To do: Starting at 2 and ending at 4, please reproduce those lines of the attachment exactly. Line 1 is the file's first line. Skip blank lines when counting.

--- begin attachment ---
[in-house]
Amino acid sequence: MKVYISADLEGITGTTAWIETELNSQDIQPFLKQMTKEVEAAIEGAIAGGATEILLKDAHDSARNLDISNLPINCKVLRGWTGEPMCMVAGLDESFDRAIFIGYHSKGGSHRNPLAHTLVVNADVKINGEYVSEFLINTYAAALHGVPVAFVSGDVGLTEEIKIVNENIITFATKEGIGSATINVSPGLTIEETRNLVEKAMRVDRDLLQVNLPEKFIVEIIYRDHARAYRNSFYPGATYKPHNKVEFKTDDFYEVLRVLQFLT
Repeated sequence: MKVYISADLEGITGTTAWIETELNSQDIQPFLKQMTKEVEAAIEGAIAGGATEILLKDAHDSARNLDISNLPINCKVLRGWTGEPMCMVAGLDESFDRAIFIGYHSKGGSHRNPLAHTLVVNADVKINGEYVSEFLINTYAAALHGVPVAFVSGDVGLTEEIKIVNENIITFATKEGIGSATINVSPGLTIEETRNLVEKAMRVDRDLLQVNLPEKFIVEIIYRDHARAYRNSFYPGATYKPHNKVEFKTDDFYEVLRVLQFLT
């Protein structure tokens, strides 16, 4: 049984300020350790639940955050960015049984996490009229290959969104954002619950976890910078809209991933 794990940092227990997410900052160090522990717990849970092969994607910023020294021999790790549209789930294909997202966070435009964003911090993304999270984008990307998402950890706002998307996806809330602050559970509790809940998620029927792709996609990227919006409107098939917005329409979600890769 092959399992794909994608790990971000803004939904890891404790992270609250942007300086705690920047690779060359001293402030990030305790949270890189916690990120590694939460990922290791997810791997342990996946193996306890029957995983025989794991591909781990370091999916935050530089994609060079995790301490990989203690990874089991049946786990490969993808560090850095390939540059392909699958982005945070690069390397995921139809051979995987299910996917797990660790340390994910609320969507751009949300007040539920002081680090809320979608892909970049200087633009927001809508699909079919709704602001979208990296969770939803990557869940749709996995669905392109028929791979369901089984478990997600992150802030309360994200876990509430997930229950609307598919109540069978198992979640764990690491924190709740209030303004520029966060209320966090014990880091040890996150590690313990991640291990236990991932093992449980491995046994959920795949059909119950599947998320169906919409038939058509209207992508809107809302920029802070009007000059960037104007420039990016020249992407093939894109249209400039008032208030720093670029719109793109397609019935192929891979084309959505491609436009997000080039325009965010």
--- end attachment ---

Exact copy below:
Amino acid sequence: MKVYISADLEGITGTTAWIETELNSQDIQPFLKQMTKEVEAAIEGAIAGGATEILLKDAHDSARNLDISNLPINCKVLRGWTGEPMCMVAGLDESFDRAIFIGYHSKGGSHRNPLAHTLVVNADVKINGEYVSEFLINTYAAALHGVPVAFVSGDVGLTEEIKIVNENIITFATKEGIGSATINVSPGLTIEETRNLVEKAMRVDRDLLQVNLPEKFIVEIIYRDHARAYRNSFYPGATYKPHNKVEFKTDDFYEVLRVLQFLT
Repeated sequence: MKVYISADLEGITGTTAWIETELNSQDIQPFLKQMTKEVEAAIEGAIAGGATEILLKDAHDSARNLDISNLPINCKVLRGWTGEPMCMVAGLDESFDRAIFIGYHSKGGSHRNPLAHTLVVNADVKINGEYVSEFLINTYAAALHGVPVAFVSGDVGLTEEIKIVNENIITFATKEGIGSATINVSPGLTIEETRNLVEKAMRVDRDLLQVNLPEKFIVEIIYRDHARAYRNSFYPGATYKPHNKVEFKTDDFYEVLRVLQFLT
């Protein structure tokens, strides 16, 4: 049984300020350790639940955050960015049984996490009229290959969104954002619950976890910078809209991933 794990940092227990997410900052160090522990717990849970092969994607910023020294021999790790549209789930294909997202966070435009964003911090993304999270984008990307998402950890706002998307996806809330602050559970509790809940998620029927792709996609990227919006409107098939917005329409979600890769 092959399992794909994608790990971000803004939904890891404790992270609250942007300086705690920047690779060359001293402030990030305790949270890189916690990120590694939460990922290791997810791997342990996946193996306890029957995983025989794991591909781990370091999916935050530089994609060079995790301490990989203690990874089991049946786990490969993808560090850095390939540059392909699958982005945070690069390397995921139809051979995987299910996917797990660790340390994910609320969507751009949300007040539920002081680090809320979608892909970049200087633009927001809508699909079919709704602001979208990296969770939803990557869940749709996995669905392109028929791979369901089984478990997600992150802030309360994200876990509430997930229950609307598919109540069978198992979640764990690491924190709740209030303004520029966060209320966090014990880091040890996150590690313990991640291990236990991932093992449980491995046994959920795949059909119950599947998320169906919409038939058509209207992508809107809302920029802070009007000059960037104007420039990016020249992407093939894109249209400039008032208030720093670029719109793109397609019935192929891979084309959505491609436009997000080039325009965010």